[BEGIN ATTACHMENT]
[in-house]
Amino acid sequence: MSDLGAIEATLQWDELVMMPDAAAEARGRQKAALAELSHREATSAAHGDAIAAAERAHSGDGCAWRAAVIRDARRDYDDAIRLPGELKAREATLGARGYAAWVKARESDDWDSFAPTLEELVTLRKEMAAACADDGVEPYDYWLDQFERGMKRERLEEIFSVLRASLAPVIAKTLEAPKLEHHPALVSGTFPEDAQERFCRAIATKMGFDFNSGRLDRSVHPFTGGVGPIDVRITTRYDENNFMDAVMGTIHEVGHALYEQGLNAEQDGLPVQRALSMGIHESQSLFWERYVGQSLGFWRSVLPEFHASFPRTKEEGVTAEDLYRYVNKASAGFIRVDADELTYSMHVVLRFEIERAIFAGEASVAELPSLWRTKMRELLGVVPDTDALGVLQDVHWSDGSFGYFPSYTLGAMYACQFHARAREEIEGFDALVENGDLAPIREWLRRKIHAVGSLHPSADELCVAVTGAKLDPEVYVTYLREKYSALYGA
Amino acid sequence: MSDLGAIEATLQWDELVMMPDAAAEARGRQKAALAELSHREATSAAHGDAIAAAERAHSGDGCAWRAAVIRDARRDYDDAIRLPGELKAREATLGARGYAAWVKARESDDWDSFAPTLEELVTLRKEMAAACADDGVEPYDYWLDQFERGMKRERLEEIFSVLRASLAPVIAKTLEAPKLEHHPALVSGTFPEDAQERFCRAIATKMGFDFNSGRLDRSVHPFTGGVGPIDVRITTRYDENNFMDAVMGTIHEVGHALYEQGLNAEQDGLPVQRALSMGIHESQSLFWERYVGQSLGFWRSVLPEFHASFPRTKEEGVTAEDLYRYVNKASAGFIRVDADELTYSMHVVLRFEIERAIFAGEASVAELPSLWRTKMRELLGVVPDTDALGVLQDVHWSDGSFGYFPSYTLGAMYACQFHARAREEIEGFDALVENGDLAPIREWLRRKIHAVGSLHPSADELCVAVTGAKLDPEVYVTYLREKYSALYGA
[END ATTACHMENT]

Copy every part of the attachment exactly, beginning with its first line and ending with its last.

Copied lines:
[in-house]
Amino acid sequence: MSDLGAIEATLQWDELVMMPDAAAEARGRQKAALAELSHREATSAAHGDAIAAAERAHSGDGCAWRAAVIRDARRDYDDAIRLPGELKAREATLGARGYAAWVKARESDDWDSFAPTLEELVTLRKEMAAACADDGVEPYDYWLDQFERGMKRERLEEIFSVLRASLAPVIAKTLEAPKLEHHPALVSGTFPEDAQERFCRAIATKMGFDFNSGRLDRSVHPFTGGVGPIDVRITTRYDENNFMDAVMGTIHEVGHALYEQGLNAEQDGLPVQRALSMGIHESQSLFWERYVGQSLGFWRSVLPEFHASFPRTKEEGVTAEDLYRYVNKASAGFIRVDADELTYSMHVVLRFEIERAIFAGEASVAELPSLWRTKMRELLGVVPDTDALGVLQDVHWSDGSFGYFPSYTLGAMYACQFHARAREEIEGFDALVENGDLAPIREWLRRKIHAVGSLHPSADELCVAVTGAKLDPEVYVTYLREKYSALYGA
Amino acid sequence: MSDLGAIEATLQWDELVMMPDAAAEARGRQKAALAELSHREATSAAHGDAIAAAERAHSGDGCAWRAAVIRDARRDYDDAIRLPGELKAREATLGARGYAAWVKARESDDWDSFAPTLEELVTLRKEMAAACADDGVEPYDYWLDQFERGMKRERLEEIFSVLRASLAPVIAKTLEAPKLEHHPALVSGTFPEDAQERFCRAIATKMGFDFNSGRLDRSVHPFTGGVGPIDVRITTRYDENNFMDAVMGTIHEVGHALYEQGLNAEQDGLPVQRALSMGIHESQSLFWERYVGQSLGFWRSVLPEFHASFPRTKEEGVTAEDLYRYVNKASAGFIRVDADELTYSMHVVLRFEIERAIFAGEASVAELPSLWRTKMRELLGVVPDTDALGVLQDVHWSDGSFGYFPSYTLGAMYACQFHARAREEIEGFDALVENGDLAPIREWLRRKIHAVGSLHPSADELCVAVTGAKLDPEVYVTYLREKYSALYGA